I am often correcting people who believe the myth that autistic people lack empathy. One of the many things I say to refute this myth is that many Autistic people possess something called hyper empathy. Hyper empathy is where a person can experience the emotions of those in the vicinity almost as if by osmosis. It is very common amongst autistic people.
I have a number of experiences of hyper empathy from my own life which illustrate the phenomenon.
When I was a child I had a friend whose father passed away. I found it unbearable to be close to her as I would experience her raw grief. I thought I must be a monster for not wanting to be near my friend when she was grieving. I believed it meant that I lacked empathy when in fact quite the opposite was true. Often Autistic children (and adults) will distance themselves from a friend or relative who is going through a tough time as a kind of self protection. If they are near a person in pain they feel the pain themselves and it can be unbearable.
My hyper empathy has not lessened in adult life. I had a work colleague a few years ago who was extremely angry and unpleasant. I could feel her anger coming up the corridor long before she was in view from my desk. Her anger was like a tangible thing invading my mind. I liked that I got some time to prepare before she turned up and directed that anger at me – which she often did! I have an Autistic friend who accompanied me to a large event I was speaking at a few years ago. The audience was around 1300 people. I mentioned hyper empathy and being aware of the emotions of those around us to my friend and she told me she could feel that a person in the middle of the audience was having a really hard time and was very sad. So far from the stereotype of emotionally dead people who all lack empathy, Autistic people are in fact often extremely perceptive and aware of the emotions of others.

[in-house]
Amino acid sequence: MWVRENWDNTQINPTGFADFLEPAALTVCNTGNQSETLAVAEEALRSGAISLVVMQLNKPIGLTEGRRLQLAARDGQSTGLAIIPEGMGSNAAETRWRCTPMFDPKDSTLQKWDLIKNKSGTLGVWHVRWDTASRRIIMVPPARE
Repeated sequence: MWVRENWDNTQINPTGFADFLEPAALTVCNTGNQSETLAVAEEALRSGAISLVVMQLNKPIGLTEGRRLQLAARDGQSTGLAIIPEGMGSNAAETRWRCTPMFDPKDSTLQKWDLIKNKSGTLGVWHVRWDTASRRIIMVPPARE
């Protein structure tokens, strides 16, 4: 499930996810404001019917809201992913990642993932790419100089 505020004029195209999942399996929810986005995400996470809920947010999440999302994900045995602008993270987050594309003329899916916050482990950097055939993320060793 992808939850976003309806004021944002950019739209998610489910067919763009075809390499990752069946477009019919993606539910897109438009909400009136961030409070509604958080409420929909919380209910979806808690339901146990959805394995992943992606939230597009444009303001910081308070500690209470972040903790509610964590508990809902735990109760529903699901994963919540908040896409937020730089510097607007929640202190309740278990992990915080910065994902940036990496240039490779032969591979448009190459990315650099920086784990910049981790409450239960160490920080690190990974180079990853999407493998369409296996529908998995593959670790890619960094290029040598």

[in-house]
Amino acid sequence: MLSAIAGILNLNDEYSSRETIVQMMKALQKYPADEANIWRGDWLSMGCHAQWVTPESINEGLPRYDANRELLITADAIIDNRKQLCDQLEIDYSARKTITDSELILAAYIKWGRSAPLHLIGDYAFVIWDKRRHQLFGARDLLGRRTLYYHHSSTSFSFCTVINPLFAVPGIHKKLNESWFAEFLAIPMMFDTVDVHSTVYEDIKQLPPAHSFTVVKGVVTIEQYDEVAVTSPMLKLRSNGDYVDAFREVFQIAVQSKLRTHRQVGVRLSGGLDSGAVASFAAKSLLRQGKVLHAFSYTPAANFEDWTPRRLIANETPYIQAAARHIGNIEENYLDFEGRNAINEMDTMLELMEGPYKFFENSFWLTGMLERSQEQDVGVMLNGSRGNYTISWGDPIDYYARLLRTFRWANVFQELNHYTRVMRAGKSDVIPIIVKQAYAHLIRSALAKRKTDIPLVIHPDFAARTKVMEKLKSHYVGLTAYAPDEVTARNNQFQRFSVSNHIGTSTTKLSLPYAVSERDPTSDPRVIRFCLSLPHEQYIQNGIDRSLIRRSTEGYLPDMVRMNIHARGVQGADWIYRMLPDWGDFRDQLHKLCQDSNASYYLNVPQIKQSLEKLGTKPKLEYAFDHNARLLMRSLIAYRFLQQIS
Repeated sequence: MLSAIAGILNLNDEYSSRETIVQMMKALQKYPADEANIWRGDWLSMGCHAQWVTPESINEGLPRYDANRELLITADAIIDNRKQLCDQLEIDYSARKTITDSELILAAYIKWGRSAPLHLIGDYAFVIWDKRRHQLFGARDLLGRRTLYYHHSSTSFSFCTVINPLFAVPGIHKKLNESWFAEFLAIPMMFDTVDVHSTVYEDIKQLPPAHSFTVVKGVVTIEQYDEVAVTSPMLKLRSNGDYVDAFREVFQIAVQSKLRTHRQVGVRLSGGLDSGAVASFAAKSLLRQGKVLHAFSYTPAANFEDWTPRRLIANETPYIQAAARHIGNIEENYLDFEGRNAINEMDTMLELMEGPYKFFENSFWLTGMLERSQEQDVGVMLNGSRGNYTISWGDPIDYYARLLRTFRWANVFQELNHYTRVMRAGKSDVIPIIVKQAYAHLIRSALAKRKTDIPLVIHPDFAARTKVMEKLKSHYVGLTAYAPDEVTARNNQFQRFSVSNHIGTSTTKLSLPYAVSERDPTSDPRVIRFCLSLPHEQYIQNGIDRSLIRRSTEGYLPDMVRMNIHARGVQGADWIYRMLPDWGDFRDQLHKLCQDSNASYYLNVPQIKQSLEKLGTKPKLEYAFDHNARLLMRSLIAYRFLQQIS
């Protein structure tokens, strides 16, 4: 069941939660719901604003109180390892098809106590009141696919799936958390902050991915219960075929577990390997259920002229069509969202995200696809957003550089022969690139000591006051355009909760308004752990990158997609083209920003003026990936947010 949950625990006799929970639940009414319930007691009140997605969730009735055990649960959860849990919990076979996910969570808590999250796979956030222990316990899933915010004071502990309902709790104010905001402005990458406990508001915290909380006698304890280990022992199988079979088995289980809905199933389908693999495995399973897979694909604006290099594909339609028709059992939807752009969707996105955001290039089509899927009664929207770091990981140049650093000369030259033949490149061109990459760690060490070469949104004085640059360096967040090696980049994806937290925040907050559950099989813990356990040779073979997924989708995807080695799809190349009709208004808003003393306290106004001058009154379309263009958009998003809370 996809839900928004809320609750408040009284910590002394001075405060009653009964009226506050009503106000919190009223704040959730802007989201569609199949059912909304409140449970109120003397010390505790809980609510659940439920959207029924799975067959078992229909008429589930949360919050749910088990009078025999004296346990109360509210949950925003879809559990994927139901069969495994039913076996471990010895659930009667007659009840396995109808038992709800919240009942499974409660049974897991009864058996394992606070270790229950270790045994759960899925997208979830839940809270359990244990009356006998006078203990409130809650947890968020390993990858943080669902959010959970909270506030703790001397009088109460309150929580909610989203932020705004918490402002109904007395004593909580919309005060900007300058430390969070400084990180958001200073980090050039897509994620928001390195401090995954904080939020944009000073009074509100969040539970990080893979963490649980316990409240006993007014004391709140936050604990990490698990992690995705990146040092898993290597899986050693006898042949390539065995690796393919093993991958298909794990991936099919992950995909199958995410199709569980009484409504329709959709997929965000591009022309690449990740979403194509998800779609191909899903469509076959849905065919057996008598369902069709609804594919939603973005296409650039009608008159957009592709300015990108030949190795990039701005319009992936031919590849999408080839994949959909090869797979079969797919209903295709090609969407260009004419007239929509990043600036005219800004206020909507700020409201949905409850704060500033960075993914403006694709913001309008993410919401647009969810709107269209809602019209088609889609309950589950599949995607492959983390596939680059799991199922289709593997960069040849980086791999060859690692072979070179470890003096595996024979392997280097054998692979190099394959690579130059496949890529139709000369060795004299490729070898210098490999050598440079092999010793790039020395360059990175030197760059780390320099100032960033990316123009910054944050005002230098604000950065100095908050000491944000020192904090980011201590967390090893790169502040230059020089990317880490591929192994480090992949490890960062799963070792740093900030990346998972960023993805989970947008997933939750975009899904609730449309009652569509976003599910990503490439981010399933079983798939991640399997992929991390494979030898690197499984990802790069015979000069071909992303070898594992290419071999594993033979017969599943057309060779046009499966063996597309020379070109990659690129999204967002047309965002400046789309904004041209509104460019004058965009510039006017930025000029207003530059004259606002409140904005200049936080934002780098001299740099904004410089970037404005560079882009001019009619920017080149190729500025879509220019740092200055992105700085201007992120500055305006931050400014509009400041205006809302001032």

As many of my regular readers know, I have a mental illness which results in the need for hospital stays from time to time. I have said to my psychiatrist that I would prefer to be miserable at home with just Mr Kitty as company than be miserable among a ward full of other miserable people. Hospital is horrific for me and one of the main reasons for that is that in clinical settings I pick up on all the sadness, confusion, fear and anxiety of those around me. I am also a very caring person so I get a double whammy – I worry about the welfare of my fellow patients and I feel their misery when they are having a hard time. It results in me being very stressed in inpatient settings.
Allistic people don’t often understand hyper empathy which can mean that they dismiss it. I see it as part of what forms autistic culture – a mostly autistic experience which fellow autistics are more likely to relate to and allistics might not quite ‘get.’ I always find it telling when someone says to a room full of autistics that we lack empathy. The response is usually pretty emphatic and they are set right, but the empathy myth is a prevalent one and one we need to refute whenever it comes up. The empathy myth goes to ideas of autistics being somehow less human than others and as such is a very dangerous thing. The experience of hyper empathy is a good way to refute the empathy myth but not many people know it is a ‘thing.’ I often mention hyper empathy to other autistics and they tell me they have never heard of it – and then usually go on to tell me that it describes them! We need to get information out there on these topics and dispel that myth that we lack empathy once and for all as it is harmful and invalidating to Autistic people and our experiences.